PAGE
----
West Prussia, Germany Genealogy
Guide to West Prussia ancestry, family history, and genealogy: birth records, marriage records, death records, census records, parish registers, and military records.
Finding Birth, Marriage, and Death Records for West Prussia
Most of your genealogical research for West Prussia will be in three main record types: civil registration, church records, and, when available, a compiled town genealogy ("'Ortssippenbuch" or "Ortsfamilienbuch" in German). These articles will teach you how to use these records on digital databases, as microfilms, or by writing for them.
- Civil registration
- Church records
- Town genealogies
- Finding Genealogy Records from the former German East
The Provinz of Westpreußen was established in 1773 when the First Polish Republic was divided between Prussia, Russia and Austro-Hungarian Empires. Provinz Westpreußen was divided in 1806 by Napoleon, and restored in 1815. In 1919, the Treaty of Versailles granted most of Westpreußen to the Second Polish Republic. Westpreußen was disestablished in 1922.
During the long period of German administration and settlement, most civil records and many church records used for researching family history were written in the German language. A notable exception was Catholic church records, which were kept in the Latin language.
For German Research, You Must Know Your Ancestors' Town
- To begin using the records of Germany, knowing that your family came from West Prussia will not be enough to use the records of Germany. Records are kept on the local level, so you will have to know the town they lived in.
- Details about the town will also help:
- the county or "Kreis" of that town,
- where the closest Evangelical Lutheran or Catholic parish church was (depending on their religion),
- where the civil registration office ("Standesamt") was, and
- if you have only a village name, you will need the name of the larger town it was part of.
Research to Find the Town
If you do not yet know the name of the town of your ancestor's birth, there are well-known strategies for a thorough hunt for it.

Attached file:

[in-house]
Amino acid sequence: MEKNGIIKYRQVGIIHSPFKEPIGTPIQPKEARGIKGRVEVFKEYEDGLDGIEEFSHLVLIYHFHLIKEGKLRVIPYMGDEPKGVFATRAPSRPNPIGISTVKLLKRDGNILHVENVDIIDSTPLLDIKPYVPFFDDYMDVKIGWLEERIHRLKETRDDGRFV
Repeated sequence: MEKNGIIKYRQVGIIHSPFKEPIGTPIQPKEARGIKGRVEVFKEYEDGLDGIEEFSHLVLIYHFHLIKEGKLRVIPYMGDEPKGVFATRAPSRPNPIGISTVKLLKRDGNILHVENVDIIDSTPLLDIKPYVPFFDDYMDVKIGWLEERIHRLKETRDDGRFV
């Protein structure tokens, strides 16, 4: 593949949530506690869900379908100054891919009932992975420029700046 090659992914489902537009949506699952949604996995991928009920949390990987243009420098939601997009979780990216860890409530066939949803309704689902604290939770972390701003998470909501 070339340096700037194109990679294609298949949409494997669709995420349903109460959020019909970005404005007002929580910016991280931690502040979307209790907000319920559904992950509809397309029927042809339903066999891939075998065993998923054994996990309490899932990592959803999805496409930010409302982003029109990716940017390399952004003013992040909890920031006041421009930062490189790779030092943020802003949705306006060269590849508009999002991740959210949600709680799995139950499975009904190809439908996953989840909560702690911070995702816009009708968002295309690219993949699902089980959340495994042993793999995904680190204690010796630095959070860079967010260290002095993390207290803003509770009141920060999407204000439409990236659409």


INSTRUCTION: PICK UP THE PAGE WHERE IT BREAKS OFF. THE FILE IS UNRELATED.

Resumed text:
- Use Gathering Information to Locate Place of Origin as a guide in exhausting every possible record to find what you need.
- Or watch this webinar: Online Class: Finding German Places of Origin
Meyers Gazetteer and Kartenmeister
If You Know the Town, Next Use Meyers Gazetteer
Once you know the town name you need, the other facts you need are contained in Meyers Orts- und Verkehrs-lexikon des deutschen Reichs, the gazetteer on which the FamilySearch catalog for Germany is based.
- Use MeyersGaz, the digital gazetteer, to find the details you need, particularly the Kreis (county) it belonged to, found after "Kr".
- MeyersGaz Help Guide
- Abbreviation Table
Here is part of an entry from MeyersGaz.org. (The whole entry can be studied at Heusenstamm, MeyersGaz.)
Next, find your town in Kartenmeister.com to learn the Polish name and upper jurisdictions that the town became known by after 1945.
A Typical Kartenmeister Record
Take These Online Classes to Prepare
- German Research: Strategies and Sources for Eastern Provinces. Be sure to download the class syllabus.
- Watch the Specific Geography portion to learn how to use MeyersGaz.org and Kartenmeister.com to get the details of the German and Polish names of your town and its higher jurisdictions.
- Watch the General Resources portion to learn how to check for parish registers using
- Watch the West Prussia or Westpreussen portion, which begins at 45:35 minutes.
- West and East Prussian Maps
Districts by 1818
- Deutsch-Krone (Wałcz between 1466-1772 and since 1945)
- Flatow (Złotów between 1370-1722 and since 1945, most of district was part of Poland between 1920–1939 and since 1945)
- Graudenz (Grudziądz between 1466-1772, 1920–1939 and since 1945)
- Konitz (Chojnice between 1466-1772, 1920–1939 and since 1945)
- Kulm (Weichsel) (Chełmno between 1466-1772, 1920–1939 and since 1945))
- Löbau (Lubawa between 1466-1772, 1807–1815, 1920–1939 and since 1945)
- Marienwerder (Kwidzyn today)
- Rosenberg (Susz between 1466-1772 and since 1945)
- Schlochau (Człuchów between 1466-1772 and since 1945)
- Schwetz (Świecie between 1466-1772, 1920–1939 and since 1945)
- Strasburg (Brodnica before 1772, between 1920–1939 and since 1945)
- Stuhm (Sztum between 1466-1772 and since 1945)
- Thorn (Toruń today)
- ManyRoads offers detailed genealogical help, source materials, and tools to assist in searching for German/ Prussian ancestors who lived in pre-1945 West Prussia.
- Finding Genealogy Data in Central & Eastern Europe
- So you think your ancestor was Prussian…
- Researching “Lost” Eastern German Provinces
- Finding Former Eastern German Place Names
- Might your family be descended from Prussian Mennonites?
- Prussian Mennonite Research Materials
- Finding Online Records in Poland